For speech recognition, leveraging the cloud may make sense. For real-time noise suppression, it’s a nonstarter. Once you have the machine learning model, you then have to shrink it to fit on the client. You need to be able to run it on a typical phone or computer. A machine learning model only for people with high-end machines is useless.
Pushing processing to the edge
There’s another reason why the machine learning model should live on the edge rather than the cloud. Microsoft wants to limit server use. Sometimes, there isn’t even a server in the equation to begin with. For one-to-one calls in Microsoft Teams, the call setup goes through a server, but the actual audio and video signal packets are sent directly between the two participants. For group calls or scheduled meetings, there is a server in the picture, but Microsoft minimizes the load on that server. Doing a lot of server processing for each call increases costs, and every additional network hop adds latency. It’s more efficient from a cost and latency perspective to do the processing on the edge.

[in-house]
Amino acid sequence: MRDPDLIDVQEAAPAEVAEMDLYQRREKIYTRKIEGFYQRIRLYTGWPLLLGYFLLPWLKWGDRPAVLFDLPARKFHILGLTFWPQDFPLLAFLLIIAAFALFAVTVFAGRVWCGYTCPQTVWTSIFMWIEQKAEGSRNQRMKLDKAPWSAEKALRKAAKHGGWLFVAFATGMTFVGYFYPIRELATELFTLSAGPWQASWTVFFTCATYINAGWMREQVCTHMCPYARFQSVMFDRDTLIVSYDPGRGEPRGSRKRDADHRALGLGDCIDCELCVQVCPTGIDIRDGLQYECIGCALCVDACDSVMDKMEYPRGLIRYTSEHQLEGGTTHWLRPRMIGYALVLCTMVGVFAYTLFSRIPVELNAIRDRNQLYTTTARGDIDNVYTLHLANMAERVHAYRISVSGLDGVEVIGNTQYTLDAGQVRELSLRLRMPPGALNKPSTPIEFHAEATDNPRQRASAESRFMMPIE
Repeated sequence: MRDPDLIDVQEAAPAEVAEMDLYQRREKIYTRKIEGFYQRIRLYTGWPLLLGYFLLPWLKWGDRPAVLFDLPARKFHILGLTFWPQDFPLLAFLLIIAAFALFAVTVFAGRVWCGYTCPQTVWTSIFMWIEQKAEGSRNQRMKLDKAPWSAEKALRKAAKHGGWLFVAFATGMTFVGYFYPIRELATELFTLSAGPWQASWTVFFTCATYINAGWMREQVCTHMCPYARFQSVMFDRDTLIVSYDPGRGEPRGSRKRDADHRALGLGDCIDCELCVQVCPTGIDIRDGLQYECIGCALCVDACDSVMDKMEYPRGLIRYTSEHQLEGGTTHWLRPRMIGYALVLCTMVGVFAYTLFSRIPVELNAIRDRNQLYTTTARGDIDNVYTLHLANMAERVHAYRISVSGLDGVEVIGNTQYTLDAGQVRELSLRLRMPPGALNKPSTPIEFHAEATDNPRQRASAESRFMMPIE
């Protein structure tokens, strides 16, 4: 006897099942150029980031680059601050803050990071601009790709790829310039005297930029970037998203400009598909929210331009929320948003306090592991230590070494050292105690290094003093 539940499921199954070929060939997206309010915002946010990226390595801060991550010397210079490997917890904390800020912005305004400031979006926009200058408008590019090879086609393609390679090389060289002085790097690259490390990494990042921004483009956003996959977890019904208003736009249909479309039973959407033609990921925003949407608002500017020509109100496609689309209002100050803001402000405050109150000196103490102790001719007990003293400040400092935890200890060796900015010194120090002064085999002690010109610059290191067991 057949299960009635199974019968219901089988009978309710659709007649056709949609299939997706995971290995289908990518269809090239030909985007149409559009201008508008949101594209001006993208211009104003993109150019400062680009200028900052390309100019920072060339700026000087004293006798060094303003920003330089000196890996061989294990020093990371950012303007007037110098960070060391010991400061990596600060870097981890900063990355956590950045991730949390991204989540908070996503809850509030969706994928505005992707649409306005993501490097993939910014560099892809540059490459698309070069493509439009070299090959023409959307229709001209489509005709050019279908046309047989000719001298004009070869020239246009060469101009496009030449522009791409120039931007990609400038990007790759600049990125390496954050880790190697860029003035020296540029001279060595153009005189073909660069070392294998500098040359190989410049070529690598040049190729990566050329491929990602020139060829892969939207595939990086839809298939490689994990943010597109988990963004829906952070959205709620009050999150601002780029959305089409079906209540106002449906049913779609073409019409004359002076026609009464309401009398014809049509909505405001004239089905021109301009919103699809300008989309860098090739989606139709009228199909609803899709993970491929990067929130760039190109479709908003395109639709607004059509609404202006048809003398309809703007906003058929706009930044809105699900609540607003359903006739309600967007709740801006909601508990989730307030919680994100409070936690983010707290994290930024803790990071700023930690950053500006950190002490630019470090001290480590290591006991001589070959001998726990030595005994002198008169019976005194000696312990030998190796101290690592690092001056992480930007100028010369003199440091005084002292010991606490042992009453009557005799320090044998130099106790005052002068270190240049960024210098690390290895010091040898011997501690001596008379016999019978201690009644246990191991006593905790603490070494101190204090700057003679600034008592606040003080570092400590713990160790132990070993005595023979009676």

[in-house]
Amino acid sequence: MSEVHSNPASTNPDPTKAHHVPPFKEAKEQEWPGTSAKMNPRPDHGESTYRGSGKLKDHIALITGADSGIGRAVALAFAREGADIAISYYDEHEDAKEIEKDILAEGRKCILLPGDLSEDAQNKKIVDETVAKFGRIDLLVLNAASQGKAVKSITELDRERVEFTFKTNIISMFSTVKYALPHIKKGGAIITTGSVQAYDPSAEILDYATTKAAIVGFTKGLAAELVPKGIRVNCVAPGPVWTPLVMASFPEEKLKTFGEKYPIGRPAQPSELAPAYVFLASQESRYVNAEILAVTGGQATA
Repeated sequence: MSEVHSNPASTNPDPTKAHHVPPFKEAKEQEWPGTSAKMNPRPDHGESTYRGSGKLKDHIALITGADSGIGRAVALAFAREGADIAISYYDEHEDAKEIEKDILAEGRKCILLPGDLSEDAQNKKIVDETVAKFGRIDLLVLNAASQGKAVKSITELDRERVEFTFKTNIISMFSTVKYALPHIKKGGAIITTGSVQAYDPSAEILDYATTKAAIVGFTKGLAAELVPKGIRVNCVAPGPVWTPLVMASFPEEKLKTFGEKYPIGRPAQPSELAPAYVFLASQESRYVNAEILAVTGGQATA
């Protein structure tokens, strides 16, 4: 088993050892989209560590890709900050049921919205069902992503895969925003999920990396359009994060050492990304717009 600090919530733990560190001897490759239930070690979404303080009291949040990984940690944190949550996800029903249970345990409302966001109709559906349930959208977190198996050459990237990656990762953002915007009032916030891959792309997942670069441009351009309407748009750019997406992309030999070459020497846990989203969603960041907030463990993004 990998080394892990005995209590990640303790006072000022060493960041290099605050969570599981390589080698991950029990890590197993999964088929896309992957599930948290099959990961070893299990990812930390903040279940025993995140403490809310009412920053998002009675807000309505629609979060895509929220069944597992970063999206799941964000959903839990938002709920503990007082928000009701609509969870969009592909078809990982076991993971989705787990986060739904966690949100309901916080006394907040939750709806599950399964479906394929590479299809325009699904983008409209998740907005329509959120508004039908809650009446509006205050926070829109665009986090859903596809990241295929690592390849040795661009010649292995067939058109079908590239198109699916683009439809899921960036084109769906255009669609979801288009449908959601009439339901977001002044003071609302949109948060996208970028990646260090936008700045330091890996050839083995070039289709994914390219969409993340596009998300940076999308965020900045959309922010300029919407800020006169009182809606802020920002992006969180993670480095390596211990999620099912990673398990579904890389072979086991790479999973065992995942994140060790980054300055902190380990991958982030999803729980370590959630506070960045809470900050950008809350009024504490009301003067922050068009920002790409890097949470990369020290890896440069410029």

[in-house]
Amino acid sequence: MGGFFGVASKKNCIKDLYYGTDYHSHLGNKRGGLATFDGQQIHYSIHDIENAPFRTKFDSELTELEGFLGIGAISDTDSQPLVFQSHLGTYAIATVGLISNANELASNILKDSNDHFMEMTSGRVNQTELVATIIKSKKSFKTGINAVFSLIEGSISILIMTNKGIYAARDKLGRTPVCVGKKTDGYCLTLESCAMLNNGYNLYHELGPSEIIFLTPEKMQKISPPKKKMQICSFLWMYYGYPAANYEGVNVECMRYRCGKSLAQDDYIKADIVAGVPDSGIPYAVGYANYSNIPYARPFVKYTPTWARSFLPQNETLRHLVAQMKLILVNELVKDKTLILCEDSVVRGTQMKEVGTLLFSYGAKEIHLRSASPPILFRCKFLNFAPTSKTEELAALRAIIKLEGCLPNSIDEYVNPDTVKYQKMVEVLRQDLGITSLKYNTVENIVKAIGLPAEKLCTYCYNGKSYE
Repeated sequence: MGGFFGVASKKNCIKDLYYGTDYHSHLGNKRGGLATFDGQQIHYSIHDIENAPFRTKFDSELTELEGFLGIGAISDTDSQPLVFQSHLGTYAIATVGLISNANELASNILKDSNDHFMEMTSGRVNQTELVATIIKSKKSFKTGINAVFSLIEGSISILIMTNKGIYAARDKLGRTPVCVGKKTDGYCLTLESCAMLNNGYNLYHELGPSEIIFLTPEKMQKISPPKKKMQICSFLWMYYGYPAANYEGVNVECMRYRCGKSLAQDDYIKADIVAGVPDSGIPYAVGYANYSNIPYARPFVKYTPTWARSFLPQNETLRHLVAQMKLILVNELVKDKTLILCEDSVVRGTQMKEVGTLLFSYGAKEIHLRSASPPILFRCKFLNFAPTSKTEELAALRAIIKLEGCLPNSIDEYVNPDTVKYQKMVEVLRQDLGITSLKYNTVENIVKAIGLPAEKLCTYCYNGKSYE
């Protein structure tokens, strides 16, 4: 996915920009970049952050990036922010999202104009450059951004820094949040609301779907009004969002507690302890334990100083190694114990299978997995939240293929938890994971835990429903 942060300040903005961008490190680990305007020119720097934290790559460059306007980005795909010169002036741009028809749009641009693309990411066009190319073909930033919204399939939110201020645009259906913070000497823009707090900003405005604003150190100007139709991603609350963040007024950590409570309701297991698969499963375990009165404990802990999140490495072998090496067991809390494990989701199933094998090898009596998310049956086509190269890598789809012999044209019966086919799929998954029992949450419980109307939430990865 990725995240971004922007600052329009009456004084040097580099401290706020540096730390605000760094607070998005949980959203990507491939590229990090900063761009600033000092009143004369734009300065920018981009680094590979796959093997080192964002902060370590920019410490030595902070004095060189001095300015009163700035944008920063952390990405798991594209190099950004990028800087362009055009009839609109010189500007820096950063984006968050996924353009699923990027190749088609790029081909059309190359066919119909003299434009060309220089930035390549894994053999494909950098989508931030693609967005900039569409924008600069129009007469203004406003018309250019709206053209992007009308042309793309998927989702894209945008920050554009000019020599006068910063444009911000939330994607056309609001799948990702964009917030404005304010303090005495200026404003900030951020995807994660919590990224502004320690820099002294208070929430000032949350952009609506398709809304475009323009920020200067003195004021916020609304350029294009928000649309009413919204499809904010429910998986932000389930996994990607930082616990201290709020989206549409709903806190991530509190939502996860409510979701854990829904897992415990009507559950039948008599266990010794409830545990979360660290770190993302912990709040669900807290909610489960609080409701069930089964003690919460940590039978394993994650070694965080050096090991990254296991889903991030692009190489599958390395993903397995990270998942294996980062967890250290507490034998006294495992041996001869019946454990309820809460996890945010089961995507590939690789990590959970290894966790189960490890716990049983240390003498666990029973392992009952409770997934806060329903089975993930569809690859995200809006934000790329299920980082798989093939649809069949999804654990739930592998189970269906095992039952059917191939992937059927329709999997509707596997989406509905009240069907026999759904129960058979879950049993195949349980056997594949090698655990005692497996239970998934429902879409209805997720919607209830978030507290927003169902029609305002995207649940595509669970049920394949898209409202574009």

“You want to make sure that you push as much of the compute to the endpoint of the user because there isn’t really any cost involved in that. You already have your laptop or your PC or your mobile phone, so now let’s do some additional processing. As long as you’re not overloading the CPU, that should be fine,” Aichner said.
I pointed out there is a cost, especially on devices that aren’t plugged in: battery life. “Yeah, battery life, we are obviously paying attention to that too,” he said. “We don’t want you now to have much lower battery life just because we added some noise suppression. That’s definitely another requirement we have when we are shipping. We need to make sure that we are not regressing there.”
Download size and future-proofing
It’s not just regression that the team has to consider, but progression in the future as well. Because we’re talking about a machine learning model, the work never ends.
“We are trying to build something which is flexible in the future because we are not going to stop investing in noise suppression after we release the first feature,” Aichner said. “We want to make it better and better. Maybe for some noise tests we are not doing as good as we should. We definitely want to have the ability to improve that. The Teams client will be able to download new models and improve the quality over time whenever we think we have something better.”